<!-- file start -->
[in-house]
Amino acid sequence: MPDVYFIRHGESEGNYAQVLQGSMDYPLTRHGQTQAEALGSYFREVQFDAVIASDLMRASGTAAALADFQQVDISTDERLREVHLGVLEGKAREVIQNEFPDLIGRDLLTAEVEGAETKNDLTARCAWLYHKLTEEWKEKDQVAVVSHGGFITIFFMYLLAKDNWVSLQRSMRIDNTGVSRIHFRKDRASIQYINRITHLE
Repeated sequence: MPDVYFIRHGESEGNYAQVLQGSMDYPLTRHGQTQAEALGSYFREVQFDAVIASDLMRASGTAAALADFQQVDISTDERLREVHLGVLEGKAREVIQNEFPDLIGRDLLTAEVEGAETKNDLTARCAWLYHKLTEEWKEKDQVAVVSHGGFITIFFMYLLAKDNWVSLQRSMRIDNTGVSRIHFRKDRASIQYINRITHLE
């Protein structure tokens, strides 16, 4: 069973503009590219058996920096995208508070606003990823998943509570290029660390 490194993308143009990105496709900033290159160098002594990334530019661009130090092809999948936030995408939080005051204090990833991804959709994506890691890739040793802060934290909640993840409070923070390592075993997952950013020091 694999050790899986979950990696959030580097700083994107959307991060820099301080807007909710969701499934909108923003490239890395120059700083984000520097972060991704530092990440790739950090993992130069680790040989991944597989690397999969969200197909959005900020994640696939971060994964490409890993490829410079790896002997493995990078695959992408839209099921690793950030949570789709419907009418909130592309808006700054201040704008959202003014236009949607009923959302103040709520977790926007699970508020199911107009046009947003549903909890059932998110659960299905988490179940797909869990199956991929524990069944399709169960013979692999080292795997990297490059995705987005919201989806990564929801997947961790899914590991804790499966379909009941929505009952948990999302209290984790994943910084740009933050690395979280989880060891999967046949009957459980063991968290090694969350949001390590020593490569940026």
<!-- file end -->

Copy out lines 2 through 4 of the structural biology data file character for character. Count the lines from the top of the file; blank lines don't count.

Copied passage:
Amino acid sequence: MPDVYFIRHGESEGNYAQVLQGSMDYPLTRHGQTQAEALGSYFREVQFDAVIASDLMRASGTAAALADFQQVDISTDERLREVHLGVLEGKAREVIQNEFPDLIGRDLLTAEVEGAETKNDLTARCAWLYHKLTEEWKEKDQVAVVSHGGFITIFFMYLLAKDNWVSLQRSMRIDNTGVSRIHFRKDRASIQYINRITHLE
Repeated sequence: MPDVYFIRHGESEGNYAQVLQGSMDYPLTRHGQTQAEALGSYFREVQFDAVIASDLMRASGTAAALADFQQVDISTDERLREVHLGVLEGKAREVIQNEFPDLIGRDLLTAEVEGAETKNDLTARCAWLYHKLTEEWKEKDQVAVVSHGGFITIFFMYLLAKDNWVSLQRSMRIDNTGVSRIHFRKDRASIQYINRITHLE
């Protein structure tokens, strides 16, 4: 069973503009590219058996920096995208508070606003990823998943509570290029660390 490194993308143009990105496709900033290159160098002594990334530019661009130090092809999948936030995408939080005051204090990833991804959709994506890691890739040793802060934290909640993840409070923070390592075993997952950013020091 694999050790899986979950990696959030580097700083994107959307991060820099301080807007909710969701499934909108923003490239890395120059700083984000520097972060991704530092990440790739950090993992130069680790040989991944597989690397999969969200197909959005900020994640696939971060994964490409890993490829410079790896002997493995990078695959992408839209099921690793950030949570789709419907009418909130592309808006700054201040704008959202003014236009949607009923959302103040709520977790926007699970508020199911107009046009947003549903909890059932998110659960299905988490179940797909869990199956991929524990069944399709169960013979692999080292795997990297490059995705987005919201989806990564929801997947961790899914590991804790499966379909009941929505009952948990999302209290984790994943910084740009933050690395979280989880060891999967046949009957459980063991968290090694969350949001390590020593490569940026």